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Hal Licino

What Marketers Can Learn from the End of Kodak, the Triumph of Fuji

Jan 25 2012, 02:37 PM by

Anyone who visited Rochester, New York up until the 1980s would have to acknowledge that it was for all intents and purposes a company town. Just like Hershey, Pennsylvania will forever be linked to chocolate and Ybor City, Florida is synonymous with cigars, Rochester was Kodak. Priding itself as being the World’s Image Center and with many major landmarks named Eastman or Kodak, the city on the shores of Lake Ontario crafted its entire identity on the photographic giant. The news that Kodak had filed for bankruptcy protection after the evaporation of its traditional film business did not really surprise anyone in the city of Rochester or far beyond, but it still does mark a milestone in American history… and it is a story that any marketer can learn from.
Today’s Market Cap = 4 Days of Sales in 1996
Over a decade ago, Kodak was one of America’s brightest business successes. In the 1990s its profits reached $2.5 billion a year on sales of $16 billion. The Rochester corporation employed nearly 150,000 people and boasted a share price of well over $140. The little yellow box of film was a ubiquitous accompaniment to any trip, whether to Grandma’s house for a turkey dinner or across oceans to see the Taj Mahal. With the stunning photographic market takeover of digital photography the house that Eastman built collapsed as if it were made out of cards. Its entire market capitalization today equals four days of sales in 1996.
Kodak Marketed a Digital Camera in 1975
It would be unfair to claim that Kodak was asleep at the switch while the photographic industry went digital. Kodak actually marketed one of the very first digital cameras ever, way back in 1975. The primary problem was that the company had become reliant on what we have come to know today as the inkjet marketing process. You can buy an extremely capable inkjet printer for the inconceivably low price of $20… but then you’re on the hook for buying four ink cartridges at around $30 each! Kodak specialized in flooding the market with very inexpensive film cameras, counting on the sales of film to float the entire company.
The Total Sudden Collapse of Film
Fujifilm posed the very first serious challenge to Kodak’s entire market strategy, as they were able to establish a foothold in the critical American market by the mid-1980s. Kodak went head to head with Fuji, as there wasn’t much point to selling cheap cameras that would be fitted with someone else’s film, and up until the end of the 20th century, Kodak still maintained its photographic market supremacy. It can be stated with some certainty that the total, sudden collapse of the film business was unexpected by both Kodak and Fujifilm, but where the Asian firm was able to leverage its intellectual property and product lines to suit the new realities, Kodak dithered to the point where anything it did was too little too late.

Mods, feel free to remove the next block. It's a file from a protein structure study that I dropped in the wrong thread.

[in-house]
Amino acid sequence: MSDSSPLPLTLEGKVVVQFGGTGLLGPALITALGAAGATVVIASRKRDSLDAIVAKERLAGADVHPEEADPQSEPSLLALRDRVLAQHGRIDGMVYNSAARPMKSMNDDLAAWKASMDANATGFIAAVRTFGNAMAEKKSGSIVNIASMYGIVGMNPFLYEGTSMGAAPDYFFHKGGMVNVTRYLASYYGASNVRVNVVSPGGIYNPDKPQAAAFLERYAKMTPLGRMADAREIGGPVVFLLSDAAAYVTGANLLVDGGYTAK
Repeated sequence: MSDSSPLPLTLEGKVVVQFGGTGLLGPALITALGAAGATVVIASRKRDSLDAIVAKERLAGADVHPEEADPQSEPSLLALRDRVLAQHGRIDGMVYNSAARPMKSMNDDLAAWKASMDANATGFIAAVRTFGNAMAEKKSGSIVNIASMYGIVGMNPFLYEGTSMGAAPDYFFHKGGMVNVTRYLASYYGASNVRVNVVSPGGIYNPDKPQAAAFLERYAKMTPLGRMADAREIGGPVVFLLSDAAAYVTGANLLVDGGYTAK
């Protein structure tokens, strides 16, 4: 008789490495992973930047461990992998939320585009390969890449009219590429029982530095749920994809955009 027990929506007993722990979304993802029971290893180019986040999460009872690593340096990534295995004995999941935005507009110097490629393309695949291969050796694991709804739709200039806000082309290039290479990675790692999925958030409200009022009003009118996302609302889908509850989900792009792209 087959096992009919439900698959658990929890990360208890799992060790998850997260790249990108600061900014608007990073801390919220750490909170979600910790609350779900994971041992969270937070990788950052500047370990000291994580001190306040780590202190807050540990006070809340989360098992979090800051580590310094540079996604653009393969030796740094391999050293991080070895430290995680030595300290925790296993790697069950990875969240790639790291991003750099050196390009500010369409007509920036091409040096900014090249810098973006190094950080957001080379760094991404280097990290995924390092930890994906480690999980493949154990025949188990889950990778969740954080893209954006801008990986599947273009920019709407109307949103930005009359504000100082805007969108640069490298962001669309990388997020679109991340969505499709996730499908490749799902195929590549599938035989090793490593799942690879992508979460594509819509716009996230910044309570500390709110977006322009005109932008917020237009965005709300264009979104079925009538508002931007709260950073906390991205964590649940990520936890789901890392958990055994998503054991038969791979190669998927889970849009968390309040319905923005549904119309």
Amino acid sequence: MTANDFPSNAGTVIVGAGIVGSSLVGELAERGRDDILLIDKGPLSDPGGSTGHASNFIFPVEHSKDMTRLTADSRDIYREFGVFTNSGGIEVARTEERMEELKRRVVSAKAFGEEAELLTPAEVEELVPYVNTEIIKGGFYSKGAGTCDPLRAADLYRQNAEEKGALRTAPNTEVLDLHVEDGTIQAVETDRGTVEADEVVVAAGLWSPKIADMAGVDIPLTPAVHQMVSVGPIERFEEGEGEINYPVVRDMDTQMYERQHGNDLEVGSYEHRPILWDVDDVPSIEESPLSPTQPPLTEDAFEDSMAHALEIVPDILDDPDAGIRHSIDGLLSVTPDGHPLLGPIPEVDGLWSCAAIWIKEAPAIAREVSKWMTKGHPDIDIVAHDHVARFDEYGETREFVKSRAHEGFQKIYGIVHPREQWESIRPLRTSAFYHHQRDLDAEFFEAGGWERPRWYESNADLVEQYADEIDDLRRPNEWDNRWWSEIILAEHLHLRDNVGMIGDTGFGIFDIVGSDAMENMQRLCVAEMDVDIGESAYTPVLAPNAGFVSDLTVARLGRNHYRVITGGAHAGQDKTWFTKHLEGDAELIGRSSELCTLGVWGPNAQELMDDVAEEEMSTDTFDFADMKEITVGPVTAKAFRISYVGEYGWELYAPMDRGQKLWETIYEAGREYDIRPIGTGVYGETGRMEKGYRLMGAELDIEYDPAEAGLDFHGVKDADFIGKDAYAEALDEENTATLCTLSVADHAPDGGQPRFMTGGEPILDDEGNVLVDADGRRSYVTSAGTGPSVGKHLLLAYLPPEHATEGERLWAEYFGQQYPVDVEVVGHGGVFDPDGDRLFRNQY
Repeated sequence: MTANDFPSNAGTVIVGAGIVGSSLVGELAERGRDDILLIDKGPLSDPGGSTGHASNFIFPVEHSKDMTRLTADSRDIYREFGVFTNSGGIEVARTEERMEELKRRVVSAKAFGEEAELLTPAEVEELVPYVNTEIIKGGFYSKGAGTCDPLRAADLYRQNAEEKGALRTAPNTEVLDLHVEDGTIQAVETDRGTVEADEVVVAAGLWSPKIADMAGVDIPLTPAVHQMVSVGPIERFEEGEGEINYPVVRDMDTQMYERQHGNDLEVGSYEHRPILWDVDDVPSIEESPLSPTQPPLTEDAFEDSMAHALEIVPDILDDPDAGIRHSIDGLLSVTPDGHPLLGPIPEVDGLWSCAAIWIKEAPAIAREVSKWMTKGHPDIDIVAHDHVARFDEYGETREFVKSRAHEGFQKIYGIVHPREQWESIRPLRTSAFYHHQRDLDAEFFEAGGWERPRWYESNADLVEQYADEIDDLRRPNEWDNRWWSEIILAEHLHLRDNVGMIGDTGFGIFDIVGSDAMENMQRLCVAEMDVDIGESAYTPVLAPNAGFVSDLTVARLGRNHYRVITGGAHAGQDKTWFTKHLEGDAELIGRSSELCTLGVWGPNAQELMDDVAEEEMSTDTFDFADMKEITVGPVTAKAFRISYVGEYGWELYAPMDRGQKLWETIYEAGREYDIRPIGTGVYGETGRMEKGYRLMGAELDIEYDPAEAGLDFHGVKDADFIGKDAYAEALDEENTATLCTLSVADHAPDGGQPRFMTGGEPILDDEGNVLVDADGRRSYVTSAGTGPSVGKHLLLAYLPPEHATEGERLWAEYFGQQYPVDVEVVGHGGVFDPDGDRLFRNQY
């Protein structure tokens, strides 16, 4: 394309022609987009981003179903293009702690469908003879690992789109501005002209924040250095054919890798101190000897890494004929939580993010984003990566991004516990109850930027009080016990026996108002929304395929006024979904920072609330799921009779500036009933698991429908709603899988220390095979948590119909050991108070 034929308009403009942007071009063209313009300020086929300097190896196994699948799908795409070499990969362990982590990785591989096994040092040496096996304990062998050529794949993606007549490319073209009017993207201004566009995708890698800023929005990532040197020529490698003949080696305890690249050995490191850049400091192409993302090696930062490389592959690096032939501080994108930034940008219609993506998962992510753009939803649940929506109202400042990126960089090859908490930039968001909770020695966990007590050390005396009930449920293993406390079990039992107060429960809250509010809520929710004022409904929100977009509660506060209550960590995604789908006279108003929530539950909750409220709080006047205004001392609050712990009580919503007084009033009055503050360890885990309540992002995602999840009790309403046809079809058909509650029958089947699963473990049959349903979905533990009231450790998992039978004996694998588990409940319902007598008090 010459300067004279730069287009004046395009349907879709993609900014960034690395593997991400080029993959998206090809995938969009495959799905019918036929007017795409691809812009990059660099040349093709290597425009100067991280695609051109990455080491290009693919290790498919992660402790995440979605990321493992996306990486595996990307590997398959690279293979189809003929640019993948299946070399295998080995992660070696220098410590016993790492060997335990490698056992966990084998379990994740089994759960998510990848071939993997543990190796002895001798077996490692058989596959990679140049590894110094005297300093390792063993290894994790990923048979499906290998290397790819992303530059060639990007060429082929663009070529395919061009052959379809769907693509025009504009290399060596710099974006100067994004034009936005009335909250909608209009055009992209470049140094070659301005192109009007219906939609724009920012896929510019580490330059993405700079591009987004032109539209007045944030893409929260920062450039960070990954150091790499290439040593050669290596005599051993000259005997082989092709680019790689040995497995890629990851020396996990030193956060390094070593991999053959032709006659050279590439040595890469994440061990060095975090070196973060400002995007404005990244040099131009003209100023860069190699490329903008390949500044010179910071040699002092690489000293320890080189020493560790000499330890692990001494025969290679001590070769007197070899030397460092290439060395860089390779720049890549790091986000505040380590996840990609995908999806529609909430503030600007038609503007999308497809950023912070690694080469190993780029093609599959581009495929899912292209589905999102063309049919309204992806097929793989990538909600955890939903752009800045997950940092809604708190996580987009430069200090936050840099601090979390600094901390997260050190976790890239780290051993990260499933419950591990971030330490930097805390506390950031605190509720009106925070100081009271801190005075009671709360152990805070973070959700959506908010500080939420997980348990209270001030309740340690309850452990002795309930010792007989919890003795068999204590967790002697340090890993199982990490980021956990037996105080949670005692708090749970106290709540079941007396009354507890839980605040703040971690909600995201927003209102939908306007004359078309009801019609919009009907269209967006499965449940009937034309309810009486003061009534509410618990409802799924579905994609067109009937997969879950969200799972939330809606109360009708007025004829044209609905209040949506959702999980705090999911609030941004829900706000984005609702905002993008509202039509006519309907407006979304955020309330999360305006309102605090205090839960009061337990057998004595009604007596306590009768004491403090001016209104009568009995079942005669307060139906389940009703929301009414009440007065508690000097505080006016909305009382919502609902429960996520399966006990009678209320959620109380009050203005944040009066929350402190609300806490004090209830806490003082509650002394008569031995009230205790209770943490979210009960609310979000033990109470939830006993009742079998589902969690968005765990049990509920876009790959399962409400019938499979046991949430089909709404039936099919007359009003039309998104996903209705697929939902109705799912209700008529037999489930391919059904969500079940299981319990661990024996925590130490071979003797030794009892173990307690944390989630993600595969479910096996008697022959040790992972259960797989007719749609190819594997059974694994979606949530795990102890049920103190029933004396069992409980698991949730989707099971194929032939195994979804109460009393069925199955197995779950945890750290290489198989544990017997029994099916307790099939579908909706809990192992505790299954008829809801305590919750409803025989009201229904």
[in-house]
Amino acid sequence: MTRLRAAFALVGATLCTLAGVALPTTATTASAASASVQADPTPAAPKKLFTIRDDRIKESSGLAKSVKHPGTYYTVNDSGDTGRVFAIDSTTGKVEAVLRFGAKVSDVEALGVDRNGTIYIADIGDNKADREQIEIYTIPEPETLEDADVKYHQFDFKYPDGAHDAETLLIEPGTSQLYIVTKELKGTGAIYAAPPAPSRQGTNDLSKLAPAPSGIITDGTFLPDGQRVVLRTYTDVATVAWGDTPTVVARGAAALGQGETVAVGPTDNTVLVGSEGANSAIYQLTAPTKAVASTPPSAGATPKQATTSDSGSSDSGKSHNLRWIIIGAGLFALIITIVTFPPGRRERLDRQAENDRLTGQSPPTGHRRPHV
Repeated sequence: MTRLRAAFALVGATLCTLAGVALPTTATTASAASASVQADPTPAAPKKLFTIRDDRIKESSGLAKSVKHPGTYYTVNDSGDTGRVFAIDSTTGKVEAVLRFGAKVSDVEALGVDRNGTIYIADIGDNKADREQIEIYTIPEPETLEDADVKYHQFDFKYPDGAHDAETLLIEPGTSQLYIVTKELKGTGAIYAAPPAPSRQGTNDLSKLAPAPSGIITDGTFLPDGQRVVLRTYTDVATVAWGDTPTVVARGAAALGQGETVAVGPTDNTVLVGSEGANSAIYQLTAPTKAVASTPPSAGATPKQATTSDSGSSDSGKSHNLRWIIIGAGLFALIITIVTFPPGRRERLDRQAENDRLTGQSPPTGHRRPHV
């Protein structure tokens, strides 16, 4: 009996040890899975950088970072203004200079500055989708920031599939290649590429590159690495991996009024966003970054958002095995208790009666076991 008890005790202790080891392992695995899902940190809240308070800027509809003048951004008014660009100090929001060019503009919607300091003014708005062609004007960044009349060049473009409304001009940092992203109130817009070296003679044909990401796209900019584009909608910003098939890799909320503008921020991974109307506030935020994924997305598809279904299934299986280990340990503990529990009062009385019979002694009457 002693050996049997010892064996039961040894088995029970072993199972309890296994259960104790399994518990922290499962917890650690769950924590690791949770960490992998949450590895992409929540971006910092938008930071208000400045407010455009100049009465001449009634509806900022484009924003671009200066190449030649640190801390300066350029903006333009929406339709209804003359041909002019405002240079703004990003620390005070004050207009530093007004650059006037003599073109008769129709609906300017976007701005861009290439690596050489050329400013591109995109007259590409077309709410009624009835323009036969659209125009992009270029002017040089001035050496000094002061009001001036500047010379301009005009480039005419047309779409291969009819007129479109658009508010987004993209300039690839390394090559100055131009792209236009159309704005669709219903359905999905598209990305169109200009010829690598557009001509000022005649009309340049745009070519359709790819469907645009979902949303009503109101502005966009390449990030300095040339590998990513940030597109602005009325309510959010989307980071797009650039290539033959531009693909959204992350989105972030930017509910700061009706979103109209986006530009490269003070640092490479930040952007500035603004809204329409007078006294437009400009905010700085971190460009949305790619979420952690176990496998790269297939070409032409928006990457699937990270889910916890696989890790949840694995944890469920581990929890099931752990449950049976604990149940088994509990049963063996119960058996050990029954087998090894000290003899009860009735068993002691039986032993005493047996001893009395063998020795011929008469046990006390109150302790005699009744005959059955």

Fuji Adapted, Kodak Withered
Fujifilm was able to branch its existing film processes and patents off into disparate fields, such as pharmaceuticals, cosmetics and LCD TV screen component manufacturing. They also struck a lucrative deal to place digital imaging kiosks in Wal-Marts. Although Kodak had similar technology and a wealth of patents, they failed to capitalize on the cross-industry potentials, and failed to capitalize on digital photofinishing to the extent that Fujifilm did.

How Kodak managed to crash and burn while major competitors like Fujifilm managed to reinvent themselves to suit the new market realities can serve as a lesson in the benefits of any business maintaining the ultimate flexibility. The most vibrant industry sectors today might be dusty memories tomorrow. Any business must be ready to shatter the most resistant mold in order to be responsive to swiftly developing market needs. Purolator was an oil and air filter company before it found success as an overnight courier. Perhaps Kodak would not have had to declare bankruptcy had it launched a chain of hamburger stands. Marketers everywhere must prepare to reimagine their most inviolable core businesses in the roiling market of tomorrow.

Posted in Current Events, Tech Editorial

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